12 Feb You Don’t Deserve Love (and how knowing this will improve your life)
Tale of the Day: Deserving
Jan was sad over the loss of her long-time friendship with Hannah. Hannah was still pleasant to Jan, but after a period of being much less available, Jan asked Hannah what was up. Hannah explained that while she valued their friendship, she no longer had the time to spend with Jan in the deeply connected way they had been there for each other over the last twenty years.
This felt like a betrayal to Jan, almost as if Hannah had been manipulating her all along and now she was dropping Jan after two decades. In a pleading voicetone, Jan told me there was a part of her that really wanted to be loved, cared about, valued, enjoyed, liked, appreciated, adored, cherished… These verbs just kept on coming, so I could tell that this part of Jan felt an extreme lack of all these things, as well as a great need for them.
I began guiding Jan through the Core Transformation process and invited her to ask this part of her to step into what it would be like to have what it wanted: to be loved, cared about, valued, enjoyed, liked, appreciated, adored, cherished…
Jan started to relax, but then she said, “There’s another part of me saying, ‘You don’t deserve this.’ I feel it here in my left shoulder.” She gestured with her hand.
When we do Core Transformation (CT), and an objection emerges like this, this shows us there are two parts involved, and we do the CT Process with both of them. Each has something of value to offer.
After completing CT with the first part, I turned to the second:
“Now notice this part of you that says, ‘You don’t deserve this.’ Notice where you feel this part of you in your left shoulder. You can thank this part for being here, because you can trust it wants something positive in saying ‘You don’t deserve this.’ Now ask this part of you, ‘What do you want?'”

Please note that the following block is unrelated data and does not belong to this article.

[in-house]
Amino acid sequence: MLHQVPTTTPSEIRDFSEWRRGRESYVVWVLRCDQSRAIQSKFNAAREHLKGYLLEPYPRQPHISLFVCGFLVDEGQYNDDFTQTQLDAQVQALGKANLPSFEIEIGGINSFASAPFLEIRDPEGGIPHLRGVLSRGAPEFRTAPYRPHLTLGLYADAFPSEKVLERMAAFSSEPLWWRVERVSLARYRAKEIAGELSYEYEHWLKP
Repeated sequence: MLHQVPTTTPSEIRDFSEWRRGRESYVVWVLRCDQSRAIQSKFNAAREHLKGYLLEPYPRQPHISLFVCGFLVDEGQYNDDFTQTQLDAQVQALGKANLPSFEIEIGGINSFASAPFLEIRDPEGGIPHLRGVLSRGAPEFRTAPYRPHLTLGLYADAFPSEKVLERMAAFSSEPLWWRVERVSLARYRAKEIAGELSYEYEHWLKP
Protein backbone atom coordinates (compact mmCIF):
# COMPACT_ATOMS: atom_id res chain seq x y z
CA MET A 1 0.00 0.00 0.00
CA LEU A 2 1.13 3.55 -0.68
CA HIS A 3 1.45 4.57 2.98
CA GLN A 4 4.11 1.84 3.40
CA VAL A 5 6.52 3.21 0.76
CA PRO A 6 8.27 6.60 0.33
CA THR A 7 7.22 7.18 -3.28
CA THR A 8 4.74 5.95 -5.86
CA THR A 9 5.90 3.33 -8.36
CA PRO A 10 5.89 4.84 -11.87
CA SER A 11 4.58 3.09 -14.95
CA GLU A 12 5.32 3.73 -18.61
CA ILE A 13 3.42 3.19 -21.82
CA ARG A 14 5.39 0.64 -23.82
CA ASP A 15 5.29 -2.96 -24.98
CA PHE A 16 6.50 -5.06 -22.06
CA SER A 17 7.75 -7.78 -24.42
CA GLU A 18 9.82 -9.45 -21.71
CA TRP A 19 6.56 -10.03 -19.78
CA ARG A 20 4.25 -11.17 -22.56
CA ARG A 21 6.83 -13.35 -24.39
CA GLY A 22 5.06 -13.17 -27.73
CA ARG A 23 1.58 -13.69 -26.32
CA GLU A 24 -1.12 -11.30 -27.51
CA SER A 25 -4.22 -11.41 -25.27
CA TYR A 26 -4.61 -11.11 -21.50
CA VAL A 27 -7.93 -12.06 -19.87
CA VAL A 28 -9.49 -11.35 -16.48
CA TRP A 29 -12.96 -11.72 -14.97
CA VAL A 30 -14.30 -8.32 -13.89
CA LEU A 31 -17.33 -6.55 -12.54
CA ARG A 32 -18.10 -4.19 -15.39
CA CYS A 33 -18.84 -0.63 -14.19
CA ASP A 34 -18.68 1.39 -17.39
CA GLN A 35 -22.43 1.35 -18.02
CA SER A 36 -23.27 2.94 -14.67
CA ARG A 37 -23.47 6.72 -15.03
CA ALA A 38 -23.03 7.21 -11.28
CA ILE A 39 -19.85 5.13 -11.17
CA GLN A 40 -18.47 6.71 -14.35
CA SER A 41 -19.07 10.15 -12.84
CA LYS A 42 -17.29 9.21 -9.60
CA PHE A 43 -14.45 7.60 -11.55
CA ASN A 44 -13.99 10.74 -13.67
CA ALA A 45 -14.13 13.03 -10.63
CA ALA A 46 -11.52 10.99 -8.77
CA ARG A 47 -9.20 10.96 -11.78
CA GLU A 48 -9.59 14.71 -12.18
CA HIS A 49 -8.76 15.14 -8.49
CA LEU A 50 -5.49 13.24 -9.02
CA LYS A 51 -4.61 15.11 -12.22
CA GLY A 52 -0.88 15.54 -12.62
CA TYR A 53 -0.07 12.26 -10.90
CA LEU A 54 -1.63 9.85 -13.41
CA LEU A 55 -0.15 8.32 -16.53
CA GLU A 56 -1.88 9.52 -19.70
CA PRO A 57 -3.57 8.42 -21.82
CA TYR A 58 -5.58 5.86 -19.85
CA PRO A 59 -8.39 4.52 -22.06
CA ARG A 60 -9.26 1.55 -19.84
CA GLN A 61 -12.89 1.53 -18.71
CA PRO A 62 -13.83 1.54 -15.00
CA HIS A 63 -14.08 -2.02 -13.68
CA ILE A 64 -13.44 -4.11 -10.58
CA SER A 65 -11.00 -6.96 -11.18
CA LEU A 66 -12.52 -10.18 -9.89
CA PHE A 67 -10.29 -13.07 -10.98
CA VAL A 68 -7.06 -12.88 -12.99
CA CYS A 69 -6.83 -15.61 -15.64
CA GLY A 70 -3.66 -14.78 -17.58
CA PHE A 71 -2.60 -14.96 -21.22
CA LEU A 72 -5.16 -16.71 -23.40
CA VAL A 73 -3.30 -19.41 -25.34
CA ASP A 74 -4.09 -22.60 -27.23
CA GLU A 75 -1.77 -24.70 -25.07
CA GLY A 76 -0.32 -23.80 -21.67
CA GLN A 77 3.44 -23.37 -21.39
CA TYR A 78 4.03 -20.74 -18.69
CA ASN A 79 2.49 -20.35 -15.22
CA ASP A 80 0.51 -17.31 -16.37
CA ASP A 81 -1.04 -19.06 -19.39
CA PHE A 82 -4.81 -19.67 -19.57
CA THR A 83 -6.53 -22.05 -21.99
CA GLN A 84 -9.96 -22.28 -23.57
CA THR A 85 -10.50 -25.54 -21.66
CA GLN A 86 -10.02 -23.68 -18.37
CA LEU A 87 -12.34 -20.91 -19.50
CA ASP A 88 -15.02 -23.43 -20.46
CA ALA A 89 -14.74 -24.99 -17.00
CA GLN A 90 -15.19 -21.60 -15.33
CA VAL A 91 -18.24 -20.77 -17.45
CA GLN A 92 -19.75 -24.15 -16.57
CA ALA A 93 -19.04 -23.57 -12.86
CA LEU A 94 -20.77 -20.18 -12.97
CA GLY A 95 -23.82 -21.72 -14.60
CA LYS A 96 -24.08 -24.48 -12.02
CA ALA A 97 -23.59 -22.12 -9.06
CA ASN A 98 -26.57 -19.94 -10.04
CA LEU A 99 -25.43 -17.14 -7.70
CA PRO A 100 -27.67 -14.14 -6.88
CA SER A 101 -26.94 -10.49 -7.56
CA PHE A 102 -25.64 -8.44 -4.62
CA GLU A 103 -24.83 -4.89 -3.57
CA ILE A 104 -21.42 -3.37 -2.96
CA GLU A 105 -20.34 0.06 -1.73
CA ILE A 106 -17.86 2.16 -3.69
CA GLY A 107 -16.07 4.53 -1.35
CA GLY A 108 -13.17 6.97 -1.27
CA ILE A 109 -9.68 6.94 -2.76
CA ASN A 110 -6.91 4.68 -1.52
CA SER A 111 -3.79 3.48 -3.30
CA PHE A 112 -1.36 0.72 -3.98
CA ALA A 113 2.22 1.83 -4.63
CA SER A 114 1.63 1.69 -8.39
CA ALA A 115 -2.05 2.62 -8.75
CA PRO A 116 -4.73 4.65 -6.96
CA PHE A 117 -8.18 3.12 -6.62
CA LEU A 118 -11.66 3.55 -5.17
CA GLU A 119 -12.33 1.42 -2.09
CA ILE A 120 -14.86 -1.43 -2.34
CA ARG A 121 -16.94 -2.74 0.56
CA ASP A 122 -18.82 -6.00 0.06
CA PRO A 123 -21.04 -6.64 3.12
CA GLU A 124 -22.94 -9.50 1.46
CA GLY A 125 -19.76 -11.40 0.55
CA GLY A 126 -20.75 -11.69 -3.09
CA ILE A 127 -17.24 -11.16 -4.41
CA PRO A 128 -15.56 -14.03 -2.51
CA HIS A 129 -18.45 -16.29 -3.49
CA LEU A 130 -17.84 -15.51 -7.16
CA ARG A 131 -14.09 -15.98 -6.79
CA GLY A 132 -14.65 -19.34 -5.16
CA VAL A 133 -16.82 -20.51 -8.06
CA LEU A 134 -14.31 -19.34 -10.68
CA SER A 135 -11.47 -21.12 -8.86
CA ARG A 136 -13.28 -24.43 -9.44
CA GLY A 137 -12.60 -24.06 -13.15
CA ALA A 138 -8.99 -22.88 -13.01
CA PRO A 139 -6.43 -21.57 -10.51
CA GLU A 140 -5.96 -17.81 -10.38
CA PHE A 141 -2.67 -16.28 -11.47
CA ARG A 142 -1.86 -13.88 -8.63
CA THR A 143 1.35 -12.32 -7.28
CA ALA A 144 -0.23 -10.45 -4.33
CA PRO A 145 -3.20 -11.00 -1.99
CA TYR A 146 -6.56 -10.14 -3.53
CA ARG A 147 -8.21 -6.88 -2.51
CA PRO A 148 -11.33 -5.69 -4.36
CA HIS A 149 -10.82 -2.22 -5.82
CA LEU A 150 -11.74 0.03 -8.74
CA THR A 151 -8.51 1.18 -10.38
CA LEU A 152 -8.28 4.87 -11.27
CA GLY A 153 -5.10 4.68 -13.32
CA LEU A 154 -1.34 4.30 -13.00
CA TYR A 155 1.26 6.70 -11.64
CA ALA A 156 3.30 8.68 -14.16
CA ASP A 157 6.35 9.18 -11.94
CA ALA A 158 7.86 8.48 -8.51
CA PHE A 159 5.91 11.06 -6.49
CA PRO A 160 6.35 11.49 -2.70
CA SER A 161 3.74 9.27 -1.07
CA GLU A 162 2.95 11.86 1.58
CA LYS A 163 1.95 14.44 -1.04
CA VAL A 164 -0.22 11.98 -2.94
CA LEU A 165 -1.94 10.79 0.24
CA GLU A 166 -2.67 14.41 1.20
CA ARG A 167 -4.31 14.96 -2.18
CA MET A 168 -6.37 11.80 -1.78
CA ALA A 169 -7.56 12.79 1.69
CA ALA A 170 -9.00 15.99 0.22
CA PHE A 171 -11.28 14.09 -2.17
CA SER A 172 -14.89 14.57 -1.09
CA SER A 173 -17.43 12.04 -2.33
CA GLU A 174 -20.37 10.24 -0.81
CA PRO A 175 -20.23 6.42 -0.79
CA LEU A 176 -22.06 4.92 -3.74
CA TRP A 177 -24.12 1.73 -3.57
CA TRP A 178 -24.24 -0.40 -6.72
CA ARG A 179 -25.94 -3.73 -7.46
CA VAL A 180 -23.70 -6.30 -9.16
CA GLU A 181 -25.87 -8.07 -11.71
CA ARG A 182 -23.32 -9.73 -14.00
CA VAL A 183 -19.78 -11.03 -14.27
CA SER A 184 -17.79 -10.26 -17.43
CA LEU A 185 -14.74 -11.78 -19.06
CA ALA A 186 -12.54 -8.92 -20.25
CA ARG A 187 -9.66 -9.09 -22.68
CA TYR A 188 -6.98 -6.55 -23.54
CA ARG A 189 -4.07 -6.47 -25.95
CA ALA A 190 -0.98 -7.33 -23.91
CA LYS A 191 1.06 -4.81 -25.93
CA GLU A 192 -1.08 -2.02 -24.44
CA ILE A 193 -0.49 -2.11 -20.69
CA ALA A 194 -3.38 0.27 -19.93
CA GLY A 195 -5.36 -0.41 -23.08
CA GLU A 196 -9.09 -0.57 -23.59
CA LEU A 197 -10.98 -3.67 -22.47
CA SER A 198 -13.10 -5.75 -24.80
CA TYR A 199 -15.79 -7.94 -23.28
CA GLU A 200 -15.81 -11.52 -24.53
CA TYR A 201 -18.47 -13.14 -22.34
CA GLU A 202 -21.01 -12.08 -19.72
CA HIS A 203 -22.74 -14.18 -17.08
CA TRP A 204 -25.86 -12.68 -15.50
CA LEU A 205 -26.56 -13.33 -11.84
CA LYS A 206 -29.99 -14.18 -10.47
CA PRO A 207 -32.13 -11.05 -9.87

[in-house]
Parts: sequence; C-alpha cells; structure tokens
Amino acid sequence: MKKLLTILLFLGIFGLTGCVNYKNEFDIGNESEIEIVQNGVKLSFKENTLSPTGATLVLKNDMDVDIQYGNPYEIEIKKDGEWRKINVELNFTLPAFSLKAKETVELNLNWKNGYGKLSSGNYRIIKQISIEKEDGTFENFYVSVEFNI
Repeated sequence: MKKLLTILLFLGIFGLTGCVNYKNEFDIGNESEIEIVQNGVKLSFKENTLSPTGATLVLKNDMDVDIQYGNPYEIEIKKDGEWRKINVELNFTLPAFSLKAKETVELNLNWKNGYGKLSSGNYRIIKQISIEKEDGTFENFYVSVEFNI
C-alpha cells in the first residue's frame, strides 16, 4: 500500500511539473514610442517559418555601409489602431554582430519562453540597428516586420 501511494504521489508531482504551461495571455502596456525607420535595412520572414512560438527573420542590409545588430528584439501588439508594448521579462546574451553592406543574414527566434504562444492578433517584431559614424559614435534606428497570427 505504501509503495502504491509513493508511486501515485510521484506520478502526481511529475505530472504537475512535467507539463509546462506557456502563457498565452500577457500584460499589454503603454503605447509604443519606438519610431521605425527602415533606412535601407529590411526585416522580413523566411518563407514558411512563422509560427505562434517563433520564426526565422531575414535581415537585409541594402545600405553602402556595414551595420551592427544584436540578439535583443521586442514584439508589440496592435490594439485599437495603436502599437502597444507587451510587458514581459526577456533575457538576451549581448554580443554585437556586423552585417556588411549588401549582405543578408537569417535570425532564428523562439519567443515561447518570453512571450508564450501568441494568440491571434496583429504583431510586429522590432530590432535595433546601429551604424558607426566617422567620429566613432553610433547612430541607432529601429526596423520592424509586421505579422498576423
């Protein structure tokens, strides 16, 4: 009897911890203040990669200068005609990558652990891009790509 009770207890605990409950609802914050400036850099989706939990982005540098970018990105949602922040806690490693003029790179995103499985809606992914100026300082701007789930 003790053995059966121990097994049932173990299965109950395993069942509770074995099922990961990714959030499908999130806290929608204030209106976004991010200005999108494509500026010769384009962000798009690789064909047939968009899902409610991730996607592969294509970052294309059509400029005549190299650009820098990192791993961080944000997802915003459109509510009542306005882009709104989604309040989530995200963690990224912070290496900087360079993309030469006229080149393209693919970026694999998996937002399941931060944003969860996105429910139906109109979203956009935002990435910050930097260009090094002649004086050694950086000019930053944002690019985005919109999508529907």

The CT process guides us in discovering deeper and deeper layers of what each part wants, until we get to something that can often be quite profound. In this case the part wanted “OKness.” In one sense OKness may seem at first to be quite ordinary, yet I could see Jan’s state shift to something much more at peace as this part began to get in touch with “OKness.”
The next step with CT is to turn things around and ask the part if it would like to go ahead and just step into having OKness as a beginning, in an ongoing way. Since the part liked this idea, we continued with the process by inviting the part to notice how already having OKness as a way of being naturally enriched or transformed each of the previous things the part had wanted.
When we finished the process Jan said, “It feels really great now, but there’s still this little voice threatening to say, ‘You don’t deserve it.’ [Note: I could have continued using CT with this “little voice” as a third part, but this time I took a different tack]
“Oh, well I agree,” I said right away. “You don’t deserve it.”
Jan laughed, but when I didn’t say anything more she looked at me, realizing I was serious. She became more thoughtful.
“So thank this part of you for recognizing that you don’t deserve it,” I suggested, “And you can ask this part, ‘Now that you think about it, how does not deserving it actually not matter?’”
“Wow,” she said, “That’s like a Zen Koan.” Her face relaxed and I could see she was in a deep internal state of processing. “Wow,” she added, “I don’t think I’ll need to see you for several months after this, this is going to be with me for a while.”
I smiled. “It’s like, here we are,” I gestured to our seats. “Do we deserve it? No. Does that Matter? No.”
Jan shook her head in wonderment, “Just take it off the table.”
“I don’t deserve the life I’ve had,” I said, “but I still enjoy it.”
She said, “You know that’s interesting, because all the positive affirmations are about deserving, ‘You deserve love’ ‘You deserve enjoyment,’ ‘You deserve appreciation…’”
“Yep. It turns out you don’t deserve any of those things!”
“This is what your next book should be called.”
“Oh, well, something like, ‘You don’t deserve love.’” She grinned.
“Oooh, I like that. I’m going to write that down. If not a book, I’ll at least write a blog post.”
When I checked in with Jan six weeks later, she wrote me:
Mark, when you said to me, “Yeah. That’s right. You don’t deserve it.” That was the “show stopper” for me. And you went on to say, “I feel I have a happy life, but I don’t deserve it; I just have it. If I ‘deserved’ my happiness, that would mean someone else ‘deserved’ their unhappiness.”